By Walter T. Ham IV, Eighth Army Public AffairsJune 12, 2011
CAMP CARROLL, South Korea - Led by an American Army general and a South Korean scientist, the Joint Investigation Team met with South Korean officials, legislators and residents here June 9 and answered question on the probe into claims that Agent Orange was buried here in 1978.
Eighth Army Commander Lt. Gen. John D. Johnson and Doctor Gon Ok met with the provincial governor, county governor and ROK National Assembly members from the Public Administration and Security Committee at the alleged burial site on Camp Carroll. The U.S. Army and ROK leaders also attended a town hall meeting with local officials and residents off post at the Chilgok County Auditorium.
"I pledge that I will do everything necessary to determine the truth,” Johnson told the residents at the town hall meeting. “My focus is to ensure there is no risk to the health of the people on Camp Carroll or off Camp Carroll. And if there is, I’ll fix it.”
South Korean Doctor Gon Ok, the chief South Korean investigator on the Joint Investigation Team, said the investigation is proceeding methodically.
“We have a trustworthy, reliable method that has been agreed upon by both sides,” said Ok, an environmental expert and chief professor at Pokyong National University.
Following a comprehensive records review and interviews with the U.S. veterans that first made the claims on KPHO TV in Phoenix, the Joint Investigation Team is using ground penetrating radar, electrical resistivity and magnetometers to detect buried material, and conducting joint water and soil sampling tests to detect any contamination by Agent Orange.
Ground penetrating radar, electrical resistivity and magnetometers are used for environmental, archaeological and engineering exploration.
“Our plan is to try to pinpoint potentially contaminated areas with ground penetrating radar, electrical resistivity, magnetometers and water and soil sampling,” said Johnson. “The results of that testing will determine where to dig, if we find contamination.”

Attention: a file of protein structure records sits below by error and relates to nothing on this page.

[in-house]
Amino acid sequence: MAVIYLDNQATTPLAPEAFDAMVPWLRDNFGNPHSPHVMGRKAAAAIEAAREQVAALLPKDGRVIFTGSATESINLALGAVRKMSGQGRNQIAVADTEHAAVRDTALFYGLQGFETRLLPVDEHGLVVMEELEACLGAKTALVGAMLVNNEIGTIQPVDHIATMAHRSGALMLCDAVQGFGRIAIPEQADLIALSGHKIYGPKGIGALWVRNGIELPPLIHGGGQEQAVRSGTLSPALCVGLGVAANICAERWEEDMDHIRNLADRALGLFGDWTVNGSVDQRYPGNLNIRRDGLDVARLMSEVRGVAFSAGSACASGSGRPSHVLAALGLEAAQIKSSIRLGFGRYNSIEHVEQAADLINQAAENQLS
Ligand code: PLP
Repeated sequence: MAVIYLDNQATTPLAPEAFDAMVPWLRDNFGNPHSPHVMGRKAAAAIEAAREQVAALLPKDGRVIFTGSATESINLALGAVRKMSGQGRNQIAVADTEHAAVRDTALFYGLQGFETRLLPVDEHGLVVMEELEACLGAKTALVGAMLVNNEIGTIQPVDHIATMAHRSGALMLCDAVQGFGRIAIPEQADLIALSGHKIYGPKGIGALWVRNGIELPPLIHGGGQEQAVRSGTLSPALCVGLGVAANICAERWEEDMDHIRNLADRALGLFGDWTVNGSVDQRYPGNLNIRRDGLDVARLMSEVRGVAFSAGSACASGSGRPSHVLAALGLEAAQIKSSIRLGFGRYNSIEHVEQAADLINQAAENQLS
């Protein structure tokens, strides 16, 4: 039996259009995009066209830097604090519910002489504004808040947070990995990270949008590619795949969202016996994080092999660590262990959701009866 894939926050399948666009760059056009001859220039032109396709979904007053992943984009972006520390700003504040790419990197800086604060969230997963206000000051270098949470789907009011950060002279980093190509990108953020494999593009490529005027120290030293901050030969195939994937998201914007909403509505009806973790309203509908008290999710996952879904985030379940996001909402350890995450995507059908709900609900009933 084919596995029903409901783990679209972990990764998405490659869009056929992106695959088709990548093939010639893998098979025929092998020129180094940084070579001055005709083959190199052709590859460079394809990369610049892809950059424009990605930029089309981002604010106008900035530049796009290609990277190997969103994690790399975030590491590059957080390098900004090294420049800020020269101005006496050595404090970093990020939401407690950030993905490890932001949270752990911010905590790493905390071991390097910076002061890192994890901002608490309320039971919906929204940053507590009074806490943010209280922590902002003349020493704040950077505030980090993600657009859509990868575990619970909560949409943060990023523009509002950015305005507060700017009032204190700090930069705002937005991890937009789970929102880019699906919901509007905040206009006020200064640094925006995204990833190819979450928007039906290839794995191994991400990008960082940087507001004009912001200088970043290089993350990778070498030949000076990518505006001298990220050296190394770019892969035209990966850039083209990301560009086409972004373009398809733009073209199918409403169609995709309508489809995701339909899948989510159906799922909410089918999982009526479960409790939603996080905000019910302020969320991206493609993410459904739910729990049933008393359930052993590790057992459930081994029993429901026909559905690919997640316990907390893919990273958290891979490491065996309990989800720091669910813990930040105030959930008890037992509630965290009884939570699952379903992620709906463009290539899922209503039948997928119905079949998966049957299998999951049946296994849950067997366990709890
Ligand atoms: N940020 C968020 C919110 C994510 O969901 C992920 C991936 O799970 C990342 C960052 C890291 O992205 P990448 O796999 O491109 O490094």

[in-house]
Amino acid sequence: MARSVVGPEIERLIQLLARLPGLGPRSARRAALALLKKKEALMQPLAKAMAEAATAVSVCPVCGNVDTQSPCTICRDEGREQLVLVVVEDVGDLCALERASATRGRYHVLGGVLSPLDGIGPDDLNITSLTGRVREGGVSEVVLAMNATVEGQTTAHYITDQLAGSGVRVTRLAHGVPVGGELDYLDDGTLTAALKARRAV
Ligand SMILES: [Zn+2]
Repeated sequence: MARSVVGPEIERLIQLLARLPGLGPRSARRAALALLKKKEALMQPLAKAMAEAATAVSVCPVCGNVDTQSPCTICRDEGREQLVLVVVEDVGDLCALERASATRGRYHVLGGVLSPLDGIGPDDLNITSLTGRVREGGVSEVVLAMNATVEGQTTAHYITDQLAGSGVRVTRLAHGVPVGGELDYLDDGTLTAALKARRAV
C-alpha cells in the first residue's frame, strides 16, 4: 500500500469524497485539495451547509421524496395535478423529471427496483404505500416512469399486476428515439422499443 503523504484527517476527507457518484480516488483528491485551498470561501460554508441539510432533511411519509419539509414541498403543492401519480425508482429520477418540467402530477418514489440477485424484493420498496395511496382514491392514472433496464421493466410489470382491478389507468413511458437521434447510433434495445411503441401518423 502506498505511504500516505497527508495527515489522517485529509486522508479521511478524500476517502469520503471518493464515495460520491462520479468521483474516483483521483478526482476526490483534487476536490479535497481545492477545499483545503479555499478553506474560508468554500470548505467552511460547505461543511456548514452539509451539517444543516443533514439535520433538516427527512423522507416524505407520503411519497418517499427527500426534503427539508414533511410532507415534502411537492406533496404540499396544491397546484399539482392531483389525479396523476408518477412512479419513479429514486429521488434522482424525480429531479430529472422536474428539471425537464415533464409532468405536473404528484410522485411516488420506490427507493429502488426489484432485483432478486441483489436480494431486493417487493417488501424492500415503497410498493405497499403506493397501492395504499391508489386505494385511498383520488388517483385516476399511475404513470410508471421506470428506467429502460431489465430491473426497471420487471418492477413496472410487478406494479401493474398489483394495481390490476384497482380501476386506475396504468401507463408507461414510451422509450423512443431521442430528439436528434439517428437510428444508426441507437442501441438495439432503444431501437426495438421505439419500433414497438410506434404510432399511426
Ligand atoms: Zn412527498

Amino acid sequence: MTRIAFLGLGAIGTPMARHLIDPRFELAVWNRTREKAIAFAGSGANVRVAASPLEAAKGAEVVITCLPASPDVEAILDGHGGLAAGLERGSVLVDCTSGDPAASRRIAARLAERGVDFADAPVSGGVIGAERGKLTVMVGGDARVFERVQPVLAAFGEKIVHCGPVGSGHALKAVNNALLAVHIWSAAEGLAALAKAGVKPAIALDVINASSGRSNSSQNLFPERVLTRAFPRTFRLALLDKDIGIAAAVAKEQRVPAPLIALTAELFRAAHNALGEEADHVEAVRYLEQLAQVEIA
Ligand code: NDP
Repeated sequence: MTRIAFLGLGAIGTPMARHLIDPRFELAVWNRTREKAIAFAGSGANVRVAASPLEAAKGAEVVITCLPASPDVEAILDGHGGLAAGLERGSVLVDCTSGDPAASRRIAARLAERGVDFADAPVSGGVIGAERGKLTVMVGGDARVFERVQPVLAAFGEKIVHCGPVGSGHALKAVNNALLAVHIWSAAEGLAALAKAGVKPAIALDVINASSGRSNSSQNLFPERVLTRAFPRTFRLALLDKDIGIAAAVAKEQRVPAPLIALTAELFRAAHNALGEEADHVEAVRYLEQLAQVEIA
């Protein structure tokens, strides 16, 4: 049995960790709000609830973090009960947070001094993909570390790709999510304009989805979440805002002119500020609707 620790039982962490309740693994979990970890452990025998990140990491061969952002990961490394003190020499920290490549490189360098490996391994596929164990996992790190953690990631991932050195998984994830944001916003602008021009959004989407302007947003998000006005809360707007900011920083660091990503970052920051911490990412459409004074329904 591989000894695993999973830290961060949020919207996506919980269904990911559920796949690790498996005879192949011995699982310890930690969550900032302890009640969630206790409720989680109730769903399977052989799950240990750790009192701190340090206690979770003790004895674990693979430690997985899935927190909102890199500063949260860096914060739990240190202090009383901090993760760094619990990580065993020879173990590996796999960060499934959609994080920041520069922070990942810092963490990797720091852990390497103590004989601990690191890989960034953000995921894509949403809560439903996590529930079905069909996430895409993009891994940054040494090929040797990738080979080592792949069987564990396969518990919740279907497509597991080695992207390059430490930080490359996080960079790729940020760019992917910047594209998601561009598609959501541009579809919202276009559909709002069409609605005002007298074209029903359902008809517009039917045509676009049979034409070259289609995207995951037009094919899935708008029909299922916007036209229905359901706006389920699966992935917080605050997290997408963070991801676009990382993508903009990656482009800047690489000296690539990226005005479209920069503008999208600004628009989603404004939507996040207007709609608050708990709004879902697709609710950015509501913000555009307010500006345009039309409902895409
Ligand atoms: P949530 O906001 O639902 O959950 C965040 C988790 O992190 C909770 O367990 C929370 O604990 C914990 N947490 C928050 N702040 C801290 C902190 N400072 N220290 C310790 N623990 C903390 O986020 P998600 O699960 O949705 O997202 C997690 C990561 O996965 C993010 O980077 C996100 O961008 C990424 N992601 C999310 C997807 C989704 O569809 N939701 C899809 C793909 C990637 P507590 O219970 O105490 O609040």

The general emphasized the need for patience as the investigation continues into the more than 30-year-old claims.
“I believe in every step we have to build on the trust that we’ve had here for over 60 years,” said Johnson. “We want to make sure we get this right.”
In an earlier meeting, North Kyongsong Province Governor Kim Kwan-yong said he appreciated the speed of the investigation.
The general said the ROK-U.S. Joint Investigation Team will conduct the testing necessary to determine if Agent Orange was buried on Camp Carroll.
The Eighth Army commander also reiterated his commitment to conducting a complete investigation and said he shares the concerns of the local residents.
“We regret the concern these allegations have caused our Korean neighbors,” said Johnson. “We truly value their friendship and are committed to cooperating fully with the Korean government during this investigation. We owe it to them to ensure our investigation is deliberate, thorough and transparent.”
Johnson vowed to return to Chilgok County to announce the results of the investigation at another town hall meeting.
Closing the town hall meeting on an optimistic note, Johnson said the ROK-U.S. Alliance had overcome much tougher challenges in the same area during the decisive Battle of the Pusan Perimeter here more than 60 years ago.
“We are on sacred ground here on the Nakdong River,” said Johnson. “If we can stand side-by-side and solve that problem, then we can stand side-by-side and solve this problem.”